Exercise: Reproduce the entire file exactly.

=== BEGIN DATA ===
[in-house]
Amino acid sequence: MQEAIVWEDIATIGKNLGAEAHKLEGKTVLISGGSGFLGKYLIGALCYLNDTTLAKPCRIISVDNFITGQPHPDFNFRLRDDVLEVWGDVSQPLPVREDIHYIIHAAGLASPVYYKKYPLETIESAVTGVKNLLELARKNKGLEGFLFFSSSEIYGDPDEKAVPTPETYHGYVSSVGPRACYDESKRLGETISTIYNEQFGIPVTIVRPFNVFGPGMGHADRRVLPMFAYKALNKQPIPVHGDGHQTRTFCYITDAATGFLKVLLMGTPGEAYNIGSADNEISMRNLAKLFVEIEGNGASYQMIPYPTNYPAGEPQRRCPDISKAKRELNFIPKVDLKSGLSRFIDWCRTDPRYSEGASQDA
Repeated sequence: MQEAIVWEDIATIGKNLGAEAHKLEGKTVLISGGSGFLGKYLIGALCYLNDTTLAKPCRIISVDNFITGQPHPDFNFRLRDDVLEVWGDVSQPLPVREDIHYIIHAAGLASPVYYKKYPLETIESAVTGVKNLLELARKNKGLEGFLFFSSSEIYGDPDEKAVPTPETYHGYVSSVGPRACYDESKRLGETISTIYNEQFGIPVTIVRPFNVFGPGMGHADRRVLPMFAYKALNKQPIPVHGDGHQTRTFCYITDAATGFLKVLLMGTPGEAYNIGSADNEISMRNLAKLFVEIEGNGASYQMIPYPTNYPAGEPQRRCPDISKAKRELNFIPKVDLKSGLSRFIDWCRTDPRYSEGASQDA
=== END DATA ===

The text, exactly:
[in-house]
Amino acid sequence: MQEAIVWEDIATIGKNLGAEAHKLEGKTVLISGGSGFLGKYLIGALCYLNDTTLAKPCRIISVDNFITGQPHPDFNFRLRDDVLEVWGDVSQPLPVREDIHYIIHAAGLASPVYYKKYPLETIESAVTGVKNLLELARKNKGLEGFLFFSSSEIYGDPDEKAVPTPETYHGYVSSVGPRACYDESKRLGETISTIYNEQFGIPVTIVRPFNVFGPGMGHADRRVLPMFAYKALNKQPIPVHGDGHQTRTFCYITDAATGFLKVLLMGTPGEAYNIGSADNEISMRNLAKLFVEIEGNGASYQMIPYPTNYPAGEPQRRCPDISKAKRELNFIPKVDLKSGLSRFIDWCRTDPRYSEGASQDA
Repeated sequence: MQEAIVWEDIATIGKNLGAEAHKLEGKTVLISGGSGFLGKYLIGALCYLNDTTLAKPCRIISVDNFITGQPHPDFNFRLRDDVLEVWGDVSQPLPVREDIHYIIHAAGLASPVYYKKYPLETIESAVTGVKNLLELARKNKGLEGFLFFSSSEIYGDPDEKAVPTPETYHGYVSSVGPRACYDESKRLGETISTIYNEQFGIPVTIVRPFNVFGPGMGHADRRVLPMFAYKALNKQPIPVHGDGHQTRTFCYITDAATGFLKVLLMGTPGEAYNIGSADNEISMRNLAKLFVEIEGNGASYQMIPYPTNYPAGEPQRRCPDISKAKRELNFIPKVDLKSGLSRFIDWCRTDPRYSEGASQDA